6 Email Examples to Thank Year-End Donors
A personalized thank you can make a first-time supporter four times more likely to donate again if sent within 48 hours of the initial gift. On the flip side, 13% of donors don’t return because they were never thanked for their gift. Sending timely, thoughtful thank you emails to your donors is a critical stewardship point, especially during year-end.
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Effective thank you messages are an opportunity to let your supporters know you appreciate them, show them how their donations will be put to use, and further communicate your brand and mission. The end of the year is also the perfect time to reflect on what they were able to help you accomplish throughout the year and how donations will allow you to meet your goals for the coming year.
Below, we cover six approaches to year-end thank you emails paired with real-world examples to inspire how you’ll add a personal touch to your end-of-year appreciation.
1. Highlight the Impact of Small Donations
Let your donors know that no matter the size of their gift, they are making a difference. Even if a donor gives just $5, that could be the start of a lifelong relationship with your organization. They may choose to become a recurring donor, volunteer at one of your events, or encourage their network to donate. By elevating the power of small donations in your year-end thank you email, you help cultivate that potential relationship.
In LoveYourBrain Foundation’s Giving Tuesday follow-up thank you email, the team shares that 70% of the donations they received were $100 or less, even though they raised an impressive total of $60,000. They use this figure to tie back to their mission by emphasizing the importance and power of coming together to create a supportive network, just like they do for people affected by traumatic brain injuries. This framing has the potential to encourage future support from the campaign’s donors.
2. Give a Simple Season’s Greetings
With the holidays, bookkeeping, and more, the year’s end is a busy time for many people. With so much information already coming their way, it can help to keep messaging short and sweet for your audience.
A quick email thanking your donors for their support and wishing them a joyous new year lets them know you’re thinking about them, grateful for them, and that you recognize this is a time to slow your communications and respect their time with their loved ones. It shows you’ll be back in touch when the new year kicks off.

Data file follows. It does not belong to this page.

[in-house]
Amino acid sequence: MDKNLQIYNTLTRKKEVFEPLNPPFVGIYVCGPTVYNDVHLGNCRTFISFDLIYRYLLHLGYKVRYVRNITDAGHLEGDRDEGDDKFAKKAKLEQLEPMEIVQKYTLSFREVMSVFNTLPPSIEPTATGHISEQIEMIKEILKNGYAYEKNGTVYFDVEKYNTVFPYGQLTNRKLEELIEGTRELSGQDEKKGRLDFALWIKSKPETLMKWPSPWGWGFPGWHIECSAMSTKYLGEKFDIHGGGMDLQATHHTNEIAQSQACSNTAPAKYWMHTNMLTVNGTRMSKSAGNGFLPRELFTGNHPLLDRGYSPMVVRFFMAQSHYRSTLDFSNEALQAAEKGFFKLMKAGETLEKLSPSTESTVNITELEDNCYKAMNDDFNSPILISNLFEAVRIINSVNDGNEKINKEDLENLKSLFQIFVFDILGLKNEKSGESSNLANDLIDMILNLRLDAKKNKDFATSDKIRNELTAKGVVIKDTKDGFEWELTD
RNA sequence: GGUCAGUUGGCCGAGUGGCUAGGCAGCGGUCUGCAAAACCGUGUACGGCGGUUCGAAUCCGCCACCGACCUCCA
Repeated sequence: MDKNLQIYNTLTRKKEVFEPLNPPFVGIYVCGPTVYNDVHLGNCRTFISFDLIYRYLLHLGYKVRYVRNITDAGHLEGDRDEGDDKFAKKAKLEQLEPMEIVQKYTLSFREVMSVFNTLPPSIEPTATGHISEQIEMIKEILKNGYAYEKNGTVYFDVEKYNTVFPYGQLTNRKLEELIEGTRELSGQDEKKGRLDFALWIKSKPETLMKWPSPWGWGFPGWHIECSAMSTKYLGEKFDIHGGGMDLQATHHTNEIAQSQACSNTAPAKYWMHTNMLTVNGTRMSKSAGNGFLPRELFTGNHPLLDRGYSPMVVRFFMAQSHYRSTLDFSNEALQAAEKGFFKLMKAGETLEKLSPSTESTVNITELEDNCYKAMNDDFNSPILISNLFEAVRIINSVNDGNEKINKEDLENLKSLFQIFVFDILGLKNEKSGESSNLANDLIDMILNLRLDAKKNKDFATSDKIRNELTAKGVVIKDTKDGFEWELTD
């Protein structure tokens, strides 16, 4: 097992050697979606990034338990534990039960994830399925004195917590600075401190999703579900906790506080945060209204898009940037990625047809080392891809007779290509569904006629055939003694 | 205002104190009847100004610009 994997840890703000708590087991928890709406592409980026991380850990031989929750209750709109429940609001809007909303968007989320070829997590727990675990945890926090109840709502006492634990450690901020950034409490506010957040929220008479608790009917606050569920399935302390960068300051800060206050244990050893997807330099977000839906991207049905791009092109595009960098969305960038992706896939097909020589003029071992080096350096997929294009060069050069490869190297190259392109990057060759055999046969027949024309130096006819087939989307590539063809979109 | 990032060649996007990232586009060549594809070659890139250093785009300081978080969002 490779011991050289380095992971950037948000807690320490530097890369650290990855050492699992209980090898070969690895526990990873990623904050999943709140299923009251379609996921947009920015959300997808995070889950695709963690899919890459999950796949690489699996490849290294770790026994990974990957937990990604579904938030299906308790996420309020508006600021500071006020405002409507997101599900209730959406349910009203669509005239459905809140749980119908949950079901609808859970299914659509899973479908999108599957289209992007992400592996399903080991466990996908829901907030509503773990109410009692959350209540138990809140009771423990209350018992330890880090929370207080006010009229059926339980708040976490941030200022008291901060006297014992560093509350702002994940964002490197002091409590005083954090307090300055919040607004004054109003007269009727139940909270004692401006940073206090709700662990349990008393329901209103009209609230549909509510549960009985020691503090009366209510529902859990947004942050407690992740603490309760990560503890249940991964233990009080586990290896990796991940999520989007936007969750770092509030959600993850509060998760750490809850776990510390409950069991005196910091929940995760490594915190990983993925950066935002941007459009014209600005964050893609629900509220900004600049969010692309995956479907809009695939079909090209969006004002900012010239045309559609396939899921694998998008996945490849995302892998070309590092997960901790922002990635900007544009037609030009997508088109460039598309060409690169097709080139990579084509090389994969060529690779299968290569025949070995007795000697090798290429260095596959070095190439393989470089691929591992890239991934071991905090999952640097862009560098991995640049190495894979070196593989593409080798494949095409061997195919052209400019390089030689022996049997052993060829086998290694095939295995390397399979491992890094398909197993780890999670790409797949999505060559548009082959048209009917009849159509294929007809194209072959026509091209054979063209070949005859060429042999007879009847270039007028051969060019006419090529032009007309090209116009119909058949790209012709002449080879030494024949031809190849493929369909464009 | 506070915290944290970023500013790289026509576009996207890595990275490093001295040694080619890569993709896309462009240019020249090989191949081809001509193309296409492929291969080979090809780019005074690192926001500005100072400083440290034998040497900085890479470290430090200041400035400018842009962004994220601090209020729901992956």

This email doesn’t need to include an ask or anything that feels like it might be adding to the donor’s to-do list. Think of it as you would a snail mail holiday card from a friend.
In this example from Grassroots Soccer, the team includes short text that summarizes what the nonprofit’s mission is and that they’re grateful for any number of ways the supporter has helped throughout the year, whether running in a fundraising marathon, making a donation, or attending an event.
It uses bold, colorful text to emphasize a clear thank you that wishes the supporter a wonderful holiday season. This expansive thanks for support beyond just donations cultivates relationships in a way that could inspire a volunteer to become a future donor.
3. Use Data to Summarize the Year’s Impact
Using data to demonstrate your nonprofit’s impact throughout the past year fosters a sense of transparency and trust that you are allocating your fundraising revenue responsibly. It also paints a clear picture of what your donors made possible with their support. You can incorporate these figures into your thank you email to showcase exactly how your donors are helping you meet your mission.
This thank you email from Dear Jack Foundation almost serves as an annual report preview. The message starts by describing the nonprofit’s mission and then moves into a paragraph on how many people they were able to serve in each of their programs that year.
The different programs are hyperlinked so supporters can visit their website to learn more. It concludes with a mission-inspired photo collage to add an emotional, visual component.
This thank you email approach of including a more detailed letter to your supporters reiterates that donors can trust the nonprofit with their funding.
4. Showcase the Personal Side of Your Brand